[SWP] Lot 14 (Old RAH Site)

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[SWP] Re: Lot 14 (Old RAH Site)

#646 Post by Nathan » Fri Nov 15, 2019 3:37 pm

A return of the mountain?

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[SWP] Re: Lot 14 (Old RAH Site)

#647 Post by JAKJ » Fri Nov 15, 2019 4:19 pm

Where is that render from?

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[SWP] Re: Lot 14 (Old RAH Site)

#648 Post by Nathan » Fri Nov 15, 2019 5:20 pm

JAKJ wrote:
Fri Nov 15, 2019 4:19 pm
Where is that render from?
That was one of the finalists from the architectural ideas competition run back in 2013.

https://architectureau.com/articles/roy ... ist/#img=0

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[SWP] Re: Lot 14 (Old RAH Site)

#649 Post by PeFe » Thu Nov 28, 2019 5:02 pm

Latest proposal for the Aboriginal Museum.
From In Daily
Holograms, VR bid for Aboriginal Cultural Centre to "bring Country to life"

Holograms and virtual reality should be used to bring the SA Museum’s world-renowned Aboriginal artefacts collection to life at Lot Fourteen, a State Government report has recommended.

Image

A render of the Marshall Government's proposed "National Aboriginal Art and Culture Gallery" at Lot Fourteen.
The proposal follows a drawn-out feasibility study involving the state’s major cultural institutions and Aboriginal communities into Premier Steven Marshall’s vision for an Aboriginal Art and Cultures Centre at the old Royal Adelaide Hospital site.

Marshall spruiked the idea ahead of last year’s state election, at the time saying the absence of a national Indigenous gallery was a “significant omission by Australian governments and a fantastic opportunity for South Australia”.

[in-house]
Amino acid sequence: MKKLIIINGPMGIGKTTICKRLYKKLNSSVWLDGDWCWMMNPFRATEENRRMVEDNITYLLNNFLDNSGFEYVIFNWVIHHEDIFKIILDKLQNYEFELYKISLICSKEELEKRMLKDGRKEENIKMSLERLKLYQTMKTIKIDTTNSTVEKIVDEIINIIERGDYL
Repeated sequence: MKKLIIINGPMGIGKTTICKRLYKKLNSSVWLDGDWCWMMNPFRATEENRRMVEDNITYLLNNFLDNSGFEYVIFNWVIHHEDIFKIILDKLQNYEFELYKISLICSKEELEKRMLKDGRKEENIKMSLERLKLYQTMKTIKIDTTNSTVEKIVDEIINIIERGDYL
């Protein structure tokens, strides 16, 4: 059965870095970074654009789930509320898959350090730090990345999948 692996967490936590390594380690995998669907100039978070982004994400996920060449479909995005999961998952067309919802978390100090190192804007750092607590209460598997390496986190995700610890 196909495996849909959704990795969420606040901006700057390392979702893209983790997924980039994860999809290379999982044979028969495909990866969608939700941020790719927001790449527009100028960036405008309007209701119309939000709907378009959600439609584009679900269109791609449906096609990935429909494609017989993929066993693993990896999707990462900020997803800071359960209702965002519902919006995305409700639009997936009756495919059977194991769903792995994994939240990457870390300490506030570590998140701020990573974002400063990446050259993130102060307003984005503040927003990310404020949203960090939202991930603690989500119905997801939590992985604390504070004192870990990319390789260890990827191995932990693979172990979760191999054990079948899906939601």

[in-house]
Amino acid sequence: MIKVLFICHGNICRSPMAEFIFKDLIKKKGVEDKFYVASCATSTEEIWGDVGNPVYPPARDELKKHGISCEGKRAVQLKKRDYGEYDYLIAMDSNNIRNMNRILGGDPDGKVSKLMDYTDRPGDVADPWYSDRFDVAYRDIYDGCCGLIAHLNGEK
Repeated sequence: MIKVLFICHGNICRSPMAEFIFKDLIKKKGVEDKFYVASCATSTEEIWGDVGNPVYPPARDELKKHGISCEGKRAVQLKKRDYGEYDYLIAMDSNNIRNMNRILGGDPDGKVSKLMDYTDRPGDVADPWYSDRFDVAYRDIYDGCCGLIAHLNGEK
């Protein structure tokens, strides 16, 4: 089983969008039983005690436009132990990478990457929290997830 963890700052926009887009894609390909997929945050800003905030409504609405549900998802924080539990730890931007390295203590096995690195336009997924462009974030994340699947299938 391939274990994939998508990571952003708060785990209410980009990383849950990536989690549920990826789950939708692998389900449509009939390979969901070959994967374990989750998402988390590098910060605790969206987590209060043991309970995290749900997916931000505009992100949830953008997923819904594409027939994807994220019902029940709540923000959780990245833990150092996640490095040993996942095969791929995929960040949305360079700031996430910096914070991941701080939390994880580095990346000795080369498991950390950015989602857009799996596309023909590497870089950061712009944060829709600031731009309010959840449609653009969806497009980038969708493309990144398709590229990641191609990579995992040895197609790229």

A report compiled by consultancy firm PWC summarising the consultation’s findings – released this week on the Department for Premier and Cabinet website, four months overdue – states the centre should be housed in an “instantly recognisable” multi-level building featuring a theatre, events and function rooms, and outdoor exhibition spaces.

According to the report, the gallery should “bring Country to life”, with exhibitions that are “constantly changing and evolving” using modern technology such as virtual reality, 3D, moving pictures and holographic images.

“Using traditional storytelling techniques along with unique physical collections and modern technology, the ACCC (Aboriginal Art and Cultures Centre) can tell the story of Aboriginal culture and history in a way that has never been done before,” the report states.

“It should be a space that allows a sensory immersion experience for the visitor.

“When you enter the AACC you are immediately taken into Aboriginal Australia through the use of cutting-edge technology. People forget where they are and completely absorbed into the story that is being told around them.”

The report suggests the SA Museum relinquish custodianship of its 30,000-piece Aboriginal artefacts collection to the Lot Fourteen centre “to preserve these collections for future generations and to ensure appropriate access by Aboriginal peoples”.